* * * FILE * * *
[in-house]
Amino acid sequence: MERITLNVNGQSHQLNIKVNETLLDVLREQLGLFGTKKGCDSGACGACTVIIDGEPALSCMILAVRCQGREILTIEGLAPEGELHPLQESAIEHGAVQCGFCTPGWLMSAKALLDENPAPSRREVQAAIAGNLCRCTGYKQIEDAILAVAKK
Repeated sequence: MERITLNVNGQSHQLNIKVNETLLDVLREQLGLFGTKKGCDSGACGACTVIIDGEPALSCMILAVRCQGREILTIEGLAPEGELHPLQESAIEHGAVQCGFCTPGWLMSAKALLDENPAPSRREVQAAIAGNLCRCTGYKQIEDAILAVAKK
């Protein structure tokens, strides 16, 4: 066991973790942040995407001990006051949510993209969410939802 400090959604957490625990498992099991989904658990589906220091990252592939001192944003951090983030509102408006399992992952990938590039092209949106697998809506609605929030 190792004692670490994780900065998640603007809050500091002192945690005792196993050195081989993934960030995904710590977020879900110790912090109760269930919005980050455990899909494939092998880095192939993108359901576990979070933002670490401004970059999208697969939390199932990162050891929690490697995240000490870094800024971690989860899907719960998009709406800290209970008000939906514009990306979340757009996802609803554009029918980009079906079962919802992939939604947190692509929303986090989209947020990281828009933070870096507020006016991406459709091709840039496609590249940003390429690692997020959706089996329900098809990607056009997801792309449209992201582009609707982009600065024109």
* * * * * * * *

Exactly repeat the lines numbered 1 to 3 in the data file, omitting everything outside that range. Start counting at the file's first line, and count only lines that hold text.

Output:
[in-house]
Amino acid sequence: MERITLNVNGQSHQLNIKVNETLLDVLREQLGLFGTKKGCDSGACGACTVIIDGEPALSCMILAVRCQGREILTIEGLAPEGELHPLQESAIEHGAVQCGFCTPGWLMSAKALLDENPAPSRREVQAAIAGNLCRCTGYKQIEDAILAVAKK
Repeated sequence: MERITLNVNGQSHQLNIKVNETLLDVLREQLGLFGTKKGCDSGACGACTVIIDGEPALSCMILAVRCQGREILTIEGLAPEGELHPLQESAIEHGAVQCGFCTPGWLMSAKALLDENPAPSRREVQAAIAGNLCRCTGYKQIEDAILAVAKK